By Jessica Rubery


Whether you grew up in the 90’s and early 2000’s or if you have recently become a fan of Pokémon, Pokémon Go has taken the world by storm. Since its release, there have been questions about whether Niantic, the game’s creator, could be responsible for its players who commit crimes or torts while using the game. The answer to those questions falls within the game’s Terms of Service Agreement and possibly even within some of the game’s warnings.


Since the game’s launch, stories of people being injured while playing Pokémon Go or even cases of trespass have arisen. In some cases, cars have hit players because players have walked out into a road without looking up from the game. In other cases, people have even caused accidents by playing Pokémon Go while driving. Further, people have even gone so far as to trespass to catch Pokémon, or even have attempted to catch Pokémon in inappropriate places such as the Holocaust Museum. However, the game does attempt to warn players to prevent such instances.


For those who do not play the game, the game’s loading screen cleverly warns the player to remain aware of their surroundings. With recent updates, the game now not only warns the player to remain aware of the surroundings, but also not to trespass while playing the game. In addition to the new trespass warning, the game can sense when a player is in a moving vehicle and will prompt the player to confirm that the player is a passenger. Now, players can obviously click the “okay” and “I am a passenger” buttons, even if it is untrue, but it still allows the company to force the player to accept responsibility for their actions.


So what does all this mean for the legal ramification? In the Terms of Service, there is a waiver of legal rights that is agreed to when you accept the terms. One could request to opt out of the waiver of legal rights by contacting the game’s developer, but ultimately each person is responsible for their own actions under the law. Thus, if a player enters into a no-trespass area while playing the game and the property owner calls the police, the player could face legal trouble and would not be able to use the game as a defense for trespassing.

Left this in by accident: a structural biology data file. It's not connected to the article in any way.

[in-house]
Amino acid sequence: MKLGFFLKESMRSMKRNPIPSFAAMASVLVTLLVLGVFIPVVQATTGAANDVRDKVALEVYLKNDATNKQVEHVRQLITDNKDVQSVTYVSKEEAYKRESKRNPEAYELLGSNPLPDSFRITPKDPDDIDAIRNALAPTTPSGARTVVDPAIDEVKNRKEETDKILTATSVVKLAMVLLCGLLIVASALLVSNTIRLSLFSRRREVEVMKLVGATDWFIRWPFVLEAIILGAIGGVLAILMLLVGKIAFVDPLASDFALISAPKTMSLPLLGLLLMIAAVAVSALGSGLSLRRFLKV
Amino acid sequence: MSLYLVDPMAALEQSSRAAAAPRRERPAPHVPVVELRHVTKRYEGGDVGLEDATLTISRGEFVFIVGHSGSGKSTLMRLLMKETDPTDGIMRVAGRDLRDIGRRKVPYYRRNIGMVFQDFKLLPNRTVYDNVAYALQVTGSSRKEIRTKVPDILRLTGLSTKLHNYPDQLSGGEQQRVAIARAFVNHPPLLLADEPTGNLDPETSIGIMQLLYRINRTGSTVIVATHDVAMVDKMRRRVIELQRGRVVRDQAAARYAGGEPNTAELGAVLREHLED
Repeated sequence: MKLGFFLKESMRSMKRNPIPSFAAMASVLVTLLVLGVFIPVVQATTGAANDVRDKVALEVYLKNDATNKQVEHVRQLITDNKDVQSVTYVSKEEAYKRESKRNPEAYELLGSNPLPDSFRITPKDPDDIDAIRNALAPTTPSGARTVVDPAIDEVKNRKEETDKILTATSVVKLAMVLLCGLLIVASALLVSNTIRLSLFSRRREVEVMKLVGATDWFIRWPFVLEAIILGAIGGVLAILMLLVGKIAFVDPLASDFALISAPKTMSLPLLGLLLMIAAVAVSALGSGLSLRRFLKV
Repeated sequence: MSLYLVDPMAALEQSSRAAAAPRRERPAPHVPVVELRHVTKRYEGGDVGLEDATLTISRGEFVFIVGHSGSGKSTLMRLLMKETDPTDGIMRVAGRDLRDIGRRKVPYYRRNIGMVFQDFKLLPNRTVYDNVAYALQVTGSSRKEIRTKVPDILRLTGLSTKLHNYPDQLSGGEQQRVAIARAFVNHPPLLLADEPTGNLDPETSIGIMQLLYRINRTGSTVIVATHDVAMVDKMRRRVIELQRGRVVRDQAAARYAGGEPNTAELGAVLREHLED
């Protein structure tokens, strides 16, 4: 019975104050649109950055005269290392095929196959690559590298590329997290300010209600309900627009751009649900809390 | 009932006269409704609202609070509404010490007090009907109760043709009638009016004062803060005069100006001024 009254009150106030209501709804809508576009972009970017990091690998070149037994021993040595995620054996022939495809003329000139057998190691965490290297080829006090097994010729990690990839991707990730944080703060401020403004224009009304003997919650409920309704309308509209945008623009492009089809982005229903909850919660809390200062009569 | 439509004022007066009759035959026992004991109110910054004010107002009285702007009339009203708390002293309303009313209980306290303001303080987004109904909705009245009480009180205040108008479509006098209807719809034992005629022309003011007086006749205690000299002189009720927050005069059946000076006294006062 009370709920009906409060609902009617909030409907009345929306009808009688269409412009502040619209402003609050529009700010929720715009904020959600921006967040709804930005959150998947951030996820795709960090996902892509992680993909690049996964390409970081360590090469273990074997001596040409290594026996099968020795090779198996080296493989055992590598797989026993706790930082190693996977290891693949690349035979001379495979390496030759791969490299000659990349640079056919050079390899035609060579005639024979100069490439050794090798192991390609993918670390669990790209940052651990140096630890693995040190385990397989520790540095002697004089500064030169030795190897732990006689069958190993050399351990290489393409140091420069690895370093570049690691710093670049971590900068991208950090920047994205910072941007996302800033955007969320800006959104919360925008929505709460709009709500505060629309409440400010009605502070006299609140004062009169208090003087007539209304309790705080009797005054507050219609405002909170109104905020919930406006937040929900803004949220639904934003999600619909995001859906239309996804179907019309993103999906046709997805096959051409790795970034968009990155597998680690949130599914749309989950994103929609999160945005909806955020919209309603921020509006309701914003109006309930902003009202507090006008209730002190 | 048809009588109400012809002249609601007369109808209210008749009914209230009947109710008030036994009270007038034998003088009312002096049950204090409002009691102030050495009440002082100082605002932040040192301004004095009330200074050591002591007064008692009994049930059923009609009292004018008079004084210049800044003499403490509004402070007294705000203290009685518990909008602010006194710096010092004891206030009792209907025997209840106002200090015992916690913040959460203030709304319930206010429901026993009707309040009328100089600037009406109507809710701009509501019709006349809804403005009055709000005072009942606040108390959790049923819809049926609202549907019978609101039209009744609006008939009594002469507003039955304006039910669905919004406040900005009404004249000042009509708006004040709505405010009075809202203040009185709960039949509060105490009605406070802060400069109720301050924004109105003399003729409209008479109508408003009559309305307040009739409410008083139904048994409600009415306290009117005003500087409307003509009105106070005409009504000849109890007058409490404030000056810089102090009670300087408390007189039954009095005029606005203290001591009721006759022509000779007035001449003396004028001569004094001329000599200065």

To the contrary there may be some legal relief since recently a group of property owners has formed a class action suit against the company because players have trespassed on their property. In such lawsuit, the plaintiff asserts that the company used the property without permission by adding a Pokéstop on his property. It is unclear whether such an argument will be successful in court, however, technology and the law have never been on the same page, and thus an interesting legal battle is about to unfold.


In addition, there have been reports of people walking into roadways and unsafe areas because they are not paying attention, despite the game’s warning to pay attention to the surroundings. Ultimately, if a player does not pay attention to the surrounds, the warning coupled with the waiver in the Terms of Service agreement, the player will likely be responsible for the consequences of not paying attention. Law often does not excuse a person’s actions just because they were distracted. In fact, if players drive and play they could face the legal ramifications of the distracted driver laws. While most of the time the punishment under a distracted driver law is a ticket, it could cost more than that if there is an accident. Further, in states that still have contributory negligence laws, the players’ own negligence by not paying attention could prevent recovery for injuries that occur, or cause fault to be placed heavier than it would had the player not been negligent.


Overall, the law typically holds an actor responsible for his or her own actions. Thus, while it is unclear whether a court will hold Niantic responsible for their players’ actions, it is likely that the players will not be able to escape all personal liability. Unfortunately, until a court makes a decision in the class action suit or until legislation is passed, who is responsible may remain unclear. While some tort law may be able to be used to conclude that a player may be more or less negligent, it is difficult to say what exactly will occur since the law is slow to catch up to technology.


Student Bio: Jessica is a Lead Blog Editor on the Journal of High Technology Law.  She is currently a 3L at Suffolk Law.  She possesses a B.S. in Legal Studies and Foreign Language from Roger Williams University.



Disclaimer: The views expressed in this blog are the views of the author alone and do not represent the views of JHTL or Suffolk University Law School.

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